Could protests lead to an uptick in coronavirus infections?

As protests spilled into metro area communities this weekend, Atlanta Mayor Keisha Lance Bottoms offered demonstrators a few words of advice. “If you were out protesting, you probably need to go get a COVID test this week,” Bottoms said during a press conference Saturday evening.

Local and national health experts echoed the mayor’s concerns given some unknowns of how the virus might be transmitted.

“There is little that we know about how protests or events like these impact transmission,” said Emory infectious disease expert Dr. Carlos del Rio. “It is not good and it is not good for a variety of reasons.”

Sparked by the death of George Floyd, who died Monday after being pinned down by a then-Minneapolis police officer, protests in Atlanta and other major cities drew large crowds into the streets this past weekend. Hundreds gathered downtown and in other parts of the metro area linking arms, standing in close proximity and chanting or shouting. Some wore masks but many did not, raising concerns of how the protests may alter the trajectory of Atlanta’s COVID-19 transmission rates in the coming weeks.

>> Read the AJC’s complete coverage of the Atlanta protests

For many people, the desire for public expression won out over the possible impact on public health. “You have a First Amendment right to be present in public spaces to express your views,” said Andrea Young, executive director for ACLU Georgia. “(Attending a protest) is an individual decision, but certainly we would always encourage people to follow the guidelines of science and health professionals when they are out in public. It is hard to say you should go to the grocery store but not follow your conscience when something is calling you to be present and stand for justice.”

Dre Propst, 51, a local activist who lives in Gwinnett County, said he thought carefully about his decision to attend the protest this weekend in Centennial Olympic Park. “I made sure I covered my face. I made sure I followed the guidelines from the CDC,” he said. Some organizations also posted guidelines for protesters, such as wearing masks, maintaining social distancing, limiting face-to-face conversations and making plans to quarantine for 14 days and get tested after attending an event.

On Sunday, Scott Gottlieb, former commissioner of the Food and Drug Administration, warned that the national protests could lead to an uptick in coronavirus cases. “There’s going to be a lot of issues coming out of what’s happened in the last week, but one of them is going to be that chains of transmission will have become lit from these gatherings,” Gottlieb said on CBS News’ “Face the Nation.”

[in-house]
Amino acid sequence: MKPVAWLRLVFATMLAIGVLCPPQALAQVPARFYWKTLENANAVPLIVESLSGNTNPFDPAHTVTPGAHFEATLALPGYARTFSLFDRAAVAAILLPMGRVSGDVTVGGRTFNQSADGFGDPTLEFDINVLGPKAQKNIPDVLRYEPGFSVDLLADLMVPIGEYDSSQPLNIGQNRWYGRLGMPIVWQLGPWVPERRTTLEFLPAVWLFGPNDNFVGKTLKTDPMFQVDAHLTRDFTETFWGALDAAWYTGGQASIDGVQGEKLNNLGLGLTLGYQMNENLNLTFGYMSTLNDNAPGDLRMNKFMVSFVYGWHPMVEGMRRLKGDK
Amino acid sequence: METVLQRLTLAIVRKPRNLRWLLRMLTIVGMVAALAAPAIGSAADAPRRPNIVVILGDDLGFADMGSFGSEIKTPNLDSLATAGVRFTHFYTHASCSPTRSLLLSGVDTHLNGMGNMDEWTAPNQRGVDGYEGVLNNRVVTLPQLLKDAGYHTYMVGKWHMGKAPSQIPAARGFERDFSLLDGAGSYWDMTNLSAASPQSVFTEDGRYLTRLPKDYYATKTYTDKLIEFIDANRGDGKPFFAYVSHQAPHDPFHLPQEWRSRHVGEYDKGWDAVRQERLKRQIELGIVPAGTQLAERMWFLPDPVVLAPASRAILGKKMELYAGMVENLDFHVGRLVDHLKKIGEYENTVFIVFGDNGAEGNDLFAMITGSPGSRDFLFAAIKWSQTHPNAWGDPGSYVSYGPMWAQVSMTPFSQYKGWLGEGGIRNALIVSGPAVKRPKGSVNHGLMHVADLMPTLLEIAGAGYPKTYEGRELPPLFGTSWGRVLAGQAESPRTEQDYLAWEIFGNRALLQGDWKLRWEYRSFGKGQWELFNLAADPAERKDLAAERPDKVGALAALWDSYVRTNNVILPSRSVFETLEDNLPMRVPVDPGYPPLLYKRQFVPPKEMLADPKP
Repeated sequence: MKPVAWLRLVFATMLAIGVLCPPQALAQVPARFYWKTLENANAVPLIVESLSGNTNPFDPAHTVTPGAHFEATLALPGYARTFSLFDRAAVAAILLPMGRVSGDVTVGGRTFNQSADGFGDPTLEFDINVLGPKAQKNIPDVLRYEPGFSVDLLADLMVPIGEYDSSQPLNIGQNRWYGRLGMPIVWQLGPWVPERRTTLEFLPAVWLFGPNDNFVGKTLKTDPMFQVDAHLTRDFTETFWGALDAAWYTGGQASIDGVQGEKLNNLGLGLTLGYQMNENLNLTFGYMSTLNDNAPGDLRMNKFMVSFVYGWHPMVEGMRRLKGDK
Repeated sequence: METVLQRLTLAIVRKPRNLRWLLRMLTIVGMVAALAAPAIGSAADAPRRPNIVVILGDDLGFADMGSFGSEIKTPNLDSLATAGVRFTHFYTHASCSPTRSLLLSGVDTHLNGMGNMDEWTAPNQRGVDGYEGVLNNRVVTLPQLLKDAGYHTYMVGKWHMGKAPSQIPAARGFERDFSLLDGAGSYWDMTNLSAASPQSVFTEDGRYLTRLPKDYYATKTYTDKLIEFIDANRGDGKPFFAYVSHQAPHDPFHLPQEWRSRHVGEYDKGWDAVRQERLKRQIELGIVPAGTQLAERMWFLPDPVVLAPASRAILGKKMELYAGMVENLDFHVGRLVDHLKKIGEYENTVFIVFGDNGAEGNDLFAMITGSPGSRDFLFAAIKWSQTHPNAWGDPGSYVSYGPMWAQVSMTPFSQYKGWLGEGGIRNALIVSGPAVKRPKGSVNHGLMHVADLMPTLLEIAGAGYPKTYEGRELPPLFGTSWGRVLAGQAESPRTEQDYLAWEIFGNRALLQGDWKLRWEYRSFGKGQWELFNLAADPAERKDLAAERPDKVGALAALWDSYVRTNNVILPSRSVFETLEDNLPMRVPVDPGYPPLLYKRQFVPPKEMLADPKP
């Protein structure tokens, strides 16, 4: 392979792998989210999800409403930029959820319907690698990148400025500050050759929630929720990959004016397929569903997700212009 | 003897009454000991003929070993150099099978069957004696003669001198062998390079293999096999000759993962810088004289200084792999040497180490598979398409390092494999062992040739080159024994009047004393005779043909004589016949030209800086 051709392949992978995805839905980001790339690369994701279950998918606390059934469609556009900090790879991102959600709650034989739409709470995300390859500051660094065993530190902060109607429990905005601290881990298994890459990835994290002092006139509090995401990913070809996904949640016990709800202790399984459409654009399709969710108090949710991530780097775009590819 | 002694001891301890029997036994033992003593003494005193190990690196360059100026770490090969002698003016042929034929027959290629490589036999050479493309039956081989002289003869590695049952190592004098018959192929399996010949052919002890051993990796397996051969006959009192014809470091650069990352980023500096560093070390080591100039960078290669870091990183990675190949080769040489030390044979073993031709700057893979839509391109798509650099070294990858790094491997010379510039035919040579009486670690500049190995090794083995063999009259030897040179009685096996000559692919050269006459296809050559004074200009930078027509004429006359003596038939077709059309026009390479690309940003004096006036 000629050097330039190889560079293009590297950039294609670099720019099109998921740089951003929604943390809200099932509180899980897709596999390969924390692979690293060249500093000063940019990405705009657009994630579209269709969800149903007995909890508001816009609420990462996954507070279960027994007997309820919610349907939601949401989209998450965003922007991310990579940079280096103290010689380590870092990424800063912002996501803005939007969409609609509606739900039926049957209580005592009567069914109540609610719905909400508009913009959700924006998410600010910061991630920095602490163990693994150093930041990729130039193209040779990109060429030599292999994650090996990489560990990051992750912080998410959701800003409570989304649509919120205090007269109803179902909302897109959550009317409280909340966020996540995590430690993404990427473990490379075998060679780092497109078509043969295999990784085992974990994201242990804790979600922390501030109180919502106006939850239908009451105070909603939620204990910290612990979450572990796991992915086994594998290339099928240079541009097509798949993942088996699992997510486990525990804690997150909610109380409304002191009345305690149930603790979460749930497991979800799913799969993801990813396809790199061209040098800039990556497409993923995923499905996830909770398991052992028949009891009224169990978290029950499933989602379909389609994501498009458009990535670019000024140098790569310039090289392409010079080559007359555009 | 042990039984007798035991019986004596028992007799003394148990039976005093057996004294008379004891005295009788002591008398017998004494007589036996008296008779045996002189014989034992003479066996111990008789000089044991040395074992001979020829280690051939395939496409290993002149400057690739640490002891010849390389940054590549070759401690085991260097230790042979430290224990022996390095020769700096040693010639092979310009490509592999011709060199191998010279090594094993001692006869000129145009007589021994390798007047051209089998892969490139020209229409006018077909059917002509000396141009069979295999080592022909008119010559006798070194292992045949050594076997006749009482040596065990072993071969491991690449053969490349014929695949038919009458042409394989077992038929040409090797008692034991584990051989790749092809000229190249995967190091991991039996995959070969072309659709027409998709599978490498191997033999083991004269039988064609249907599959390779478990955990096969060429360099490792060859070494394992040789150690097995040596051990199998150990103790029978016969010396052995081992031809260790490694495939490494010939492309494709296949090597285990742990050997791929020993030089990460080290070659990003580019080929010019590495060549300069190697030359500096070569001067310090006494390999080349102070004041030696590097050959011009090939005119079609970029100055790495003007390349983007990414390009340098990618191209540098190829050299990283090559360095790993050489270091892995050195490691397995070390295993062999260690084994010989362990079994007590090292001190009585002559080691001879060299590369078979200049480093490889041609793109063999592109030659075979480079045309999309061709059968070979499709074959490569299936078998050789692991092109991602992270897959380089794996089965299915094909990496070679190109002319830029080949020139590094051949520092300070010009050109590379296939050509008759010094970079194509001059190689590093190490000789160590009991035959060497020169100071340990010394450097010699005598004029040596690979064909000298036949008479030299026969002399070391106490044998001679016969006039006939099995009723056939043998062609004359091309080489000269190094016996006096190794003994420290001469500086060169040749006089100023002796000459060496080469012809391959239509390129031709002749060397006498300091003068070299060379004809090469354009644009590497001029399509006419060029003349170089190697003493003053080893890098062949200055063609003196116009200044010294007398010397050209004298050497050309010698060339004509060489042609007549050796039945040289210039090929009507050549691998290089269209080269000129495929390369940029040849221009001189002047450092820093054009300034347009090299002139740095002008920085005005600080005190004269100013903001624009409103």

For months, researchers have studied how COVID-19 is transmitted, but what they know about the virus changes rapidly, said Dr. Jose Vazquez, chief of the Division of Infectious Diseases at the Medical College of Georgia at Augusta University. The virus is believed to spread primarily through respiratory droplets from close person-to-person contact even in people who do not exhibit symptoms. “We do think that aerosol transmission is the most likely route. Sneezing or coughing into someone’s face. Even when we talk, there are air particles that come out,” Vazquez said.

The farther those droplets travel, the fewer that remain in the air. “Within 3 feet is the danger zone. How long do we have to be within 3 feet? That we don’t know,” he said. “To me, (a protest) seems like an event where something is going to happen.”

SAVANNAH, GA - MAY 31, 2020: Nearly a 1,000 protesters chant for justice for George Floyd during a peaceful rally and march in the Historic District of downtown Savannah Saturday. (AJC Photo/Stephen B. Morton)

Credit: Stephen B. Morton

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Credit: Stephen B. Morton

Casual contact rarely leads to transmission, but there are a range of scenarios at a protest that may impact how the virus is transmitted. “It is not just the number of people but also the actions that may increase transmission,” del Rio said. “When you are screaming or shouting and you are infected, you are more likely to transmit. But you are outside and because you are outside, the likelihood of transmission decreases. The good news is you are outside; the bad news is that people are congregating and gathering and screaming and many of them are not wearing masks. That to me is concerning.” In order for transmission rates to be decreased, about 75% of people in a crowded environment would need to be wearing masks, del Rio said.

More than 1 million Americans have contracted COVID-19 since the first case was confirmed in late January, including more than 46,000 Georgians. There are signs that the number of cases and death counts may be leveling off, but that is not consistent across the country, according to health experts. Georgia has remained mostly the same from day to day, said del Rio, noting that there is more likely to be a second hump of infections than a second wave in the future.

>> Coronavirus in Georgia: COVID-19 Dashboard

In Atlanta, the number of COVID-19 cases has been flat but is having a slight, steady increase, del Rio said. The virus has an average incubation period of five days and as many as 14 days, he said, so any impact from the protests this weekend on infection rates would not be seen for at least another week. “This could potentially lead to transmission,” del Rio said. “We won’t know until it happens … but obviously the reality is that all of us that worry about transmission worry that this could happen.”